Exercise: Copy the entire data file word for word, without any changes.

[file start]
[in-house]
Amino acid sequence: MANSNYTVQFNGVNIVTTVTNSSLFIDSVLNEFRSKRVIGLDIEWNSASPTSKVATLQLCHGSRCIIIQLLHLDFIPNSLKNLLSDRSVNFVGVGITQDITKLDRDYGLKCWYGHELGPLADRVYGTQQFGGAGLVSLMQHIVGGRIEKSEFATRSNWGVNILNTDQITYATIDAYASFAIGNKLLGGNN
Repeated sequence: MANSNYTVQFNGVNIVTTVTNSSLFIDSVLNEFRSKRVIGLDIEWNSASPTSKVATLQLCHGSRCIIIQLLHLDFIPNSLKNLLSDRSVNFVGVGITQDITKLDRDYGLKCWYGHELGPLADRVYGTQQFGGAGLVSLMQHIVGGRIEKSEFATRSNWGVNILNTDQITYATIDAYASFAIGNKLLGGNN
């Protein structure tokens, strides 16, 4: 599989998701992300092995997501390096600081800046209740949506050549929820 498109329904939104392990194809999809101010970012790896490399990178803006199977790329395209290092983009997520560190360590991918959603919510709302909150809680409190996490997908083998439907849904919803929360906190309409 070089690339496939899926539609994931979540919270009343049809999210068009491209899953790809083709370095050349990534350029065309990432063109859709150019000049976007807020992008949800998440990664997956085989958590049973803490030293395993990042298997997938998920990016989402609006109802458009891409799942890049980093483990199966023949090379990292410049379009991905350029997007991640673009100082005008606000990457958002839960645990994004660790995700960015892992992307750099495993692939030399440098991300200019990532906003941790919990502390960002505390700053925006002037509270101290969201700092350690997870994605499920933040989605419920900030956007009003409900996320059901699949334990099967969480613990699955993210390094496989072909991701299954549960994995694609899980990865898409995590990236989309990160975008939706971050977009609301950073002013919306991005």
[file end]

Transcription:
[in-house]
Amino acid sequence: MANSNYTVQFNGVNIVTTVTNSSLFIDSVLNEFRSKRVIGLDIEWNSASPTSKVATLQLCHGSRCIIIQLLHLDFIPNSLKNLLSDRSVNFVGVGITQDITKLDRDYGLKCWYGHELGPLADRVYGTQQFGGAGLVSLMQHIVGGRIEKSEFATRSNWGVNILNTDQITYATIDAYASFAIGNKLLGGNN
Repeated sequence: MANSNYTVQFNGVNIVTTVTNSSLFIDSVLNEFRSKRVIGLDIEWNSASPTSKVATLQLCHGSRCIIIQLLHLDFIPNSLKNLLSDRSVNFVGVGITQDITKLDRDYGLKCWYGHELGPLADRVYGTQQFGGAGLVSLMQHIVGGRIEKSEFATRSNWGVNILNTDQITYATIDAYASFAIGNKLLGGNN
């Protein structure tokens, strides 16, 4: 599989998701992300092995997501390096600081800046209740949506050549929820 498109329904939104392990194809999809101010970012790896490399990178803006199977790329395209290092983009997520560190360590991918959603919510709302909150809680409190996490997908083998439907849904919803929360906190309409 070089690339496939899926539609994931979540919270009343049809999210068009491209899953790809083709370095050349990534350029065309990432063109859709150019000049976007807020992008949800998440990664997956085989958590049973803490030293395993990042298997997938998920990016989402609006109802458009891409799942890049980093483990199966023949090379990292410049379009991905350029997007991640673009100082005008606000990457958002839960645990994004660790995700960015892992992307750099495993692939030399440098991300200019990532906003941790919990502390960002505390700053925006002037509270101290969201700092350690997870994605499920933040989605419920900030956007009003409900996320059901699949334990099967969480613990699955993210390094496989072909991701299954549960994995694609899980990865898409995590990236989309990160975008939706971050977009609301950073002013919306991005």